Welsh international Kris Jones tried out the full time athlete lifestyle at altitude in Albuquerque and it got him thinking. Is the grass always greener on the full time side?

I’m sure I’m not the only runner who occasionally dreams of being a full time athlete; when my alarm goes off in the morning, when I’m sat in a traffic ridden commute, or when I scroll past another Instagram photo of a runner in an exotic destination.

So when the opportunity arose to go to Albuquerque for a training camp supported by Welsh Athletics, I jumped at the chance. Three weeks of thin air, like minded company and the opportunity to focus 100% of my energies on training. Would I even want to come home?

Just the right time

I’d have loved to have started the camp in really great fitness, use the time to try to push my fitness to another level, but that wasn’t quite where I was at. Whilst I was still managing my Achilles, the camp arrived at just the right time; I’d built up both my mileage and faster running to a level which, whilst not quite where I wanted to be, gave me confidence that I’d be able to make the most of the trip.

Time was mainly spent training and relaxing after training; a nice life if you can manage it. Running felt hard at first, the altitude making even easy runs difficult, but after a few days, and one monster run up a mountain, everything started to feel more normal. My heart rate remained higher than I’d have expected the whole time I was out there so I can see how it helps you build fitness but I’m also sure that the focus gained from building your day around your training was huge.

I not only gained fitness over the three weeks but I came home relaxed and with a bucket load of motivation.

I’ll probably still have the same dreams of being a full time athlete, who wouldn’t love to spend their life doing something they love doing? But, I don’t think I’m missing out too much.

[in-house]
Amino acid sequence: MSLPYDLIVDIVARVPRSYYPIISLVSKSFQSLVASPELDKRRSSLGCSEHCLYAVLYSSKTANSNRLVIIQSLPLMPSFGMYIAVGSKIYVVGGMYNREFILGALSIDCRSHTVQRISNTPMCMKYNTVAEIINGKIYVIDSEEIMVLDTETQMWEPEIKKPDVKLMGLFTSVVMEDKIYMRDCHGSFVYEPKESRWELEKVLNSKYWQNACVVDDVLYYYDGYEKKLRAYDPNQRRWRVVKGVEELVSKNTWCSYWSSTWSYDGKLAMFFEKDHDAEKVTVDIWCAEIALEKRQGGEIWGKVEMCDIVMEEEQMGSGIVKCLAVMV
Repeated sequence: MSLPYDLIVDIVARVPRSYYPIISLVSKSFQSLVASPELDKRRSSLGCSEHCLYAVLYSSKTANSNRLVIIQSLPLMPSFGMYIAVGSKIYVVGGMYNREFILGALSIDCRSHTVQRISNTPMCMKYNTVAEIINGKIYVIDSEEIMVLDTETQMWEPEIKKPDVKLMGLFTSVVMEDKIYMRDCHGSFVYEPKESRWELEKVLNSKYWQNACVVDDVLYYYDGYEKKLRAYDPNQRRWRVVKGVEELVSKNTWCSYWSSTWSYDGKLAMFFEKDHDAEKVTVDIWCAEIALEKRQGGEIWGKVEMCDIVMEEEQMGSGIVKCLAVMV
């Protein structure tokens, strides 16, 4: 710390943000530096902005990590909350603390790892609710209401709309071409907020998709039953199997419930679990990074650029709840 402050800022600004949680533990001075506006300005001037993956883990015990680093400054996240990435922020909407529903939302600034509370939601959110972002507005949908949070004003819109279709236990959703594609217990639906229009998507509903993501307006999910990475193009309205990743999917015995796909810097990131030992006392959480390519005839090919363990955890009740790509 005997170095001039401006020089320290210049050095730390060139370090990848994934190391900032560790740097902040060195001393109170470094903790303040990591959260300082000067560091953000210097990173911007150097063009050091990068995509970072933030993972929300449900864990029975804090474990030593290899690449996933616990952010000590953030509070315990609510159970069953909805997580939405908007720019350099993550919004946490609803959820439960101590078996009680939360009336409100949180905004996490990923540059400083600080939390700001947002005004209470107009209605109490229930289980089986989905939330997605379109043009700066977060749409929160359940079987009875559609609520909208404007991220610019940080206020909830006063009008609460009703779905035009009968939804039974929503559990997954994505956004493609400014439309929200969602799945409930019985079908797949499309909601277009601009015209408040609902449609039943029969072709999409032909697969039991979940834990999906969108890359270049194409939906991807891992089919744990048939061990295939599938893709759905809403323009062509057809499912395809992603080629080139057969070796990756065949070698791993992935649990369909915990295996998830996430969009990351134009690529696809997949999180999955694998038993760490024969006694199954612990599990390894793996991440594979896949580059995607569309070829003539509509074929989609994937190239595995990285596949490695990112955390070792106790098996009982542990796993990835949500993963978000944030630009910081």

Photo: Kris Jones

Living the dream?

Sure, it was nice to sleep until I wanted, to spend spare hours relaxing and recovering and, more generally, to be able to fit my life around my training, instead of the other way around. Would these things make a difference in the long term? Maybe.

Maybe that extra time would see me take better care of myself and reduce the likelihood of a niggle developing into something more serious. Maybe the extra recovery would see me add that extra session I never have time for, or the stretching and strengthening I too often neglect. However, I also believe that consistently doing the basics gets you most of the way there.

If something is worth doing, it is worth finding the time for so, rather than dream of greener grass, it’s probably better to consider how I can introduce the full time outlook into my day to day.

Instead of an extra training session, can I make better use of the training time I already have? Instead of a lie in or an afternoon nap, can I go to bed a bit earlier? Instead of collapsing on the sofa at the end of the day, can I find a spare twenty minutes to do that stretching and rehab? Being honest with myself, time is rarely the limiting factor.

Photo: Kris Jones

Happy with life as it is

Fitting training around a full time job requires sacrifice but I’m happy with that. Whatever your circumstances, training requires sacrifice. A three week training camp gave me a glimpse of what it might be to be full time but provided me little experiences of the sacrifices required to make it a long term option.

At the end of the camp I was happy enough to return to the security and routine of the nine-to-five routine; armed with a bit of extra fitness and experience.

Kris Jones features in the ‘Fast 10: class of 2019’ and over the course of the year will share his running journey. You can follow Kris on Instagram and Twitter, while further information about the ‘class of 2019’ can be found here.

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